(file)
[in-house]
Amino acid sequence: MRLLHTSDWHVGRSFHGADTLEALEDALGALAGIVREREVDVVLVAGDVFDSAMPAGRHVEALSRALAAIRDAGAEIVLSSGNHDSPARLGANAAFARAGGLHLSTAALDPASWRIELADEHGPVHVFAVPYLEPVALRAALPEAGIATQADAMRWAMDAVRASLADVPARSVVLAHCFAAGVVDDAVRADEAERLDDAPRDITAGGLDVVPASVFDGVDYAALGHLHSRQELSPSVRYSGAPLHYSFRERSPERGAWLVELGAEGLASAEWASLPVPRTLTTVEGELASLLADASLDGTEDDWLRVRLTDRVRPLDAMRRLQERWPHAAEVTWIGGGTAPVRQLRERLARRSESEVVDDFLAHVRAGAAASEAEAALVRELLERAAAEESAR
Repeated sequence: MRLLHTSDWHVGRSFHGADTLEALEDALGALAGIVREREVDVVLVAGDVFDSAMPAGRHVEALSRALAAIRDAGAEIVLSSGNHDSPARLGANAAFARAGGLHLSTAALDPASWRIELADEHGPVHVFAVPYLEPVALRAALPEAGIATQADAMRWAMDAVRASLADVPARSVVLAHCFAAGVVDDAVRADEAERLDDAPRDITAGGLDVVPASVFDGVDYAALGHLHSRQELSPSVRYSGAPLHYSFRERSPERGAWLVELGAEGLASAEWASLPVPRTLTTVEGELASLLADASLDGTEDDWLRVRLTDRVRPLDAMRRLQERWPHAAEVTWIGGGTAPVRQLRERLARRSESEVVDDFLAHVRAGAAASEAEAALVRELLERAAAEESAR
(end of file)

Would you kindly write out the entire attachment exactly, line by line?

[in-house]
Amino acid sequence: MRLLHTSDWHVGRSFHGADTLEALEDALGALAGIVREREVDVVLVAGDVFDSAMPAGRHVEALSRALAAIRDAGAEIVLSSGNHDSPARLGANAAFARAGGLHLSTAALDPASWRIELADEHGPVHVFAVPYLEPVALRAALPEAGIATQADAMRWAMDAVRASLADVPARSVVLAHCFAAGVVDDAVRADEAERLDDAPRDITAGGLDVVPASVFDGVDYAALGHLHSRQELSPSVRYSGAPLHYSFRERSPERGAWLVELGAEGLASAEWASLPVPRTLTTVEGELASLLADASLDGTEDDWLRVRLTDRVRPLDAMRRLQERWPHAAEVTWIGGGTAPVRQLRERLARRSESEVVDDFLAHVRAGAAASEAEAALVRELLERAAAEESAR
Repeated sequence: MRLLHTSDWHVGRSFHGADTLEALEDALGALAGIVREREVDVVLVAGDVFDSAMPAGRHVEALSRALAAIRDAGAEIVLSSGNHDSPARLGANAAFARAGGLHLSTAALDPASWRIELADEHGPVHVFAVPYLEPVALRAALPEAGIATQADAMRWAMDAVRASLADVPARSVVLAHCFAAGVVDDAVRADEAERLDDAPRDITAGGLDVVPASVFDGVDYAALGHLHSRQELSPSVRYSGAPLHYSFRERSPERGAWLVELGAEGLASAEWASLPVPRTLTTVEGELASLLADASLDGTEDDWLRVRLTDRVRPLDAMRRLQERWPHAAEVTWIGGGTAPVRQLRERLARRSESEVVDDFLAHVRAGAAASEAEAALVRELLERAAAEESAR